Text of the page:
NEW ORLEANS — There are a growing number of diabetes educators entering into industry positions whose primary role is to support health care professionals at diabetes centers and their patients. However, misperceptions about this non-traditional role may be preventing important collaborations that could help improve overall care of patients with diabetes, according to Linda Parks MS, RN, CDE, who is the director of Clinical Services at Tandem Diabetes.
There are many misperceptions of diabetes educators in the industry, she said. Some clinicians view them as individuals who gave up or abandoned traditional clinical roles/skills and, as a result, cannot clinically contribute to improving patient care or engage in unbiased research. Clinicians may also be skeptical about their motives and clinical judgment due to industry influence.
However, misperceptions can be dispelled. Parks said the reality is that collaboration with diabetes educators in the industry has the potential to have a greater impact on overall care and allow for greater exposure to various novel approaches.
“Approximately 1,000 plus diabetes educators work in the diabetes care industry in various positions that provide patient training, sales, product development and other leadership roles. These educators often offer support for the diabetes centers and endocrinologist offices with education and training of office staff and patients. Additionally, diabetes educators serve in the role of medical science liaisons, providing medical information and disseminating company-sponsored research findings,” said Parks.
Along with Kimberley Krapek, DNP-C, CNS, RN, CDE, scientific affairs manager at Abbott Diabetes Care, Mary Piszczak, BS, RN, CDE, clinical training manager at Tandem Diabetes Care, and Kelly Mann, MSN, FNP-BC, RN, CDE, clinical diabetes specialist at Tandem Diabetes Care, Parks discussed the potential for collaboration between industry and clinical care during a presentation at AADE 2015, the annual meeting of the American Association of Diabetes Educators.
Currently, there are a growing number of opportunities for certified diabetes educators (CDEs), according to Piszczak. She said the AADE estimates that as of 2007, there were approximately 15,000 CDEs and 15,000 diabetes educators in practice who have not been certified.
Additionally, the AADE currently has more than 14,000 members, and a conservative estimate is that more than 1,000 diabetes educators work in an industry role. Non-traditional positions are proliferating and significantly impacting diabetes care in a direct manner, Piszczak said.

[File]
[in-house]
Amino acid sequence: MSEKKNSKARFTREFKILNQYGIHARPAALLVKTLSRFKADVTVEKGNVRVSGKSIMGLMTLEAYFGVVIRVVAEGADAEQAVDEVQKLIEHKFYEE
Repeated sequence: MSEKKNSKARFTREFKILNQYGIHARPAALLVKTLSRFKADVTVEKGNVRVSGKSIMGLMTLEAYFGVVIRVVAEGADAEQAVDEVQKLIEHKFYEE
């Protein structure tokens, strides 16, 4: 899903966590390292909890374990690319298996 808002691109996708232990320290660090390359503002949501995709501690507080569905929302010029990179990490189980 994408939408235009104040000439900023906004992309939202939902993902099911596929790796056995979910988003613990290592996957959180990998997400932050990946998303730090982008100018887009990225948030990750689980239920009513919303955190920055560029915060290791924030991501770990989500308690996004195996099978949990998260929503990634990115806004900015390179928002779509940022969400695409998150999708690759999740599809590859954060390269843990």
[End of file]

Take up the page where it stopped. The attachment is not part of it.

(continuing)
“The diabetes educator in the clinical setting can collaborate successfully and effectively with the industry diabetes educator to provide the optimal support to the person with diabetes, while staying within the regulated guidelines,” Piszczak told Endocrinology Advisor.
“We hope to encourage discussion on the traditional and non-traditional roles of a diabetes educator. We also hope to build bridges between the two and create synergies that are beneficial to the profession.”
Krapek said there are many ways that the AADE could embrace the expertise and leadership of CDEs in the industry. Taking such steps could mark a change in how patients are managed.
“It could help establish clearer guidelines for partnership to meet the needs of the organization and set up ongoing discussions of best practices,” said Krapek.
Collaboration in research can drive innovation and this type of partnering can help expand outreach and provide high quality education to patients, she added, noting that this collaboration also could help lead to greater support for advocacy and reimbursement.
Mann said there are a great number of complexities when it comes to managing chronic diseases such as diabetes, and the extent to which different health care professionals work well together can affect the quality of the health care that they provide.
She also said diabetes educators have been in industry positions since the 1980s.
“Over the last decade, regulations have been put in place to direct and guide these interactions to prevent conflict of interest, fraud, inducement and improve transparency between industry and health care professionals. This presentation/discussion was one of the first opportunities to bring the industry and clinical diabetes educator together to discuss areas of collaboration that would benefit the care of a person with diabetes,” Mann told Endocrinology Advisor.
- Parks L, Krapek K, Mann K, Piszczak M. T03 – Embracing Interprofessional Collaboration in Diabetes Care: Bridging the Gaps between Industry and Clinical Practice. Presented at: AADE 2015; Aug. 5-8, 2015; New Orleans.